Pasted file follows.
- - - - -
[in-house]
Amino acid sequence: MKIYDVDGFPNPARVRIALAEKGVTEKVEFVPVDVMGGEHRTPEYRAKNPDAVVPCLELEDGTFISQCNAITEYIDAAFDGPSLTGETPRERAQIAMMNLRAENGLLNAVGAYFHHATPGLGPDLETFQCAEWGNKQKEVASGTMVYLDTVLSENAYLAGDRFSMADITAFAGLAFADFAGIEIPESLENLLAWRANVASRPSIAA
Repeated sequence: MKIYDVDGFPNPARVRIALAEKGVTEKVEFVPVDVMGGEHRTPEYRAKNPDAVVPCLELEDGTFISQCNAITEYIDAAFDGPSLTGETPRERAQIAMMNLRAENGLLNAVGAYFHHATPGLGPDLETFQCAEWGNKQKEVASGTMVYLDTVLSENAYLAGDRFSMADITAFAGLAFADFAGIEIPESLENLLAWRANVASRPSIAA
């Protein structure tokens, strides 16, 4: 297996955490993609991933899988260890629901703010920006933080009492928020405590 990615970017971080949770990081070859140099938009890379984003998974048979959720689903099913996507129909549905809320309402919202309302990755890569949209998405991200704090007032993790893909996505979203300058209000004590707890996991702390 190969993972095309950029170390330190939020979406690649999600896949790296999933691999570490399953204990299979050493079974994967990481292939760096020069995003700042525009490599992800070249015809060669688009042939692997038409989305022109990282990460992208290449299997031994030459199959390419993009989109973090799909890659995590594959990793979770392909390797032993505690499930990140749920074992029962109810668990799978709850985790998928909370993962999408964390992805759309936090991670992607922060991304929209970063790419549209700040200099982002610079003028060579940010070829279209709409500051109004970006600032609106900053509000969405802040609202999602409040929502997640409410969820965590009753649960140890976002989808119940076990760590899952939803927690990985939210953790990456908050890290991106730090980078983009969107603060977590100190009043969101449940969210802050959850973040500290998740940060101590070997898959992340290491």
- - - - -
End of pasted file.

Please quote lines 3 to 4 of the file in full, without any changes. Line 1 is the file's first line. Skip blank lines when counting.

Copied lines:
Repeated sequence: MKIYDVDGFPNPARVRIALAEKGVTEKVEFVPVDVMGGEHRTPEYRAKNPDAVVPCLELEDGTFISQCNAITEYIDAAFDGPSLTGETPRERAQIAMMNLRAENGLLNAVGAYFHHATPGLGPDLETFQCAEWGNKQKEVASGTMVYLDTVLSENAYLAGDRFSMADITAFAGLAFADFAGIEIPESLENLLAWRANVASRPSIAA
């Protein structure tokens, strides 16, 4: 297996955490993609991933899988260890629901703010920006933080009492928020405590 990615970017971080949770990081070859140099938009890379984003998974048979959720689903099913996507129909549905809320309402919202309302990755890569949209998405991200704090007032993790893909996505979203300058209000004590707890996991702390 190969993972095309950029170390330190939020979406690649999600896949790296999933691999570490399953204990299979050493079974994967990481292939760096020069995003700042525009490599992800070249015809060669688009042939692997038409989305022109990282990460992208290449299997031994030459199959390419993009989109973090799909890659995590594959990793979770392909390797032993505690499930990140749920074992029962109810668990799978709850985790998928909370993962999408964390992805759309936090991670992607922060991304929209970063790419549209700040200099982002610079003028060579940010070829279209709409500051109004970006600032609106900053509000969405802040609202999602409040929502997640409410969820965590009753649960140890976002989808119940076990760590899952939803927690990985939210953790990456908050890290991106730090980078983009969107603060977590100190009043969101449940969210802050959850973040500290998740940060101590070997898959992340290491």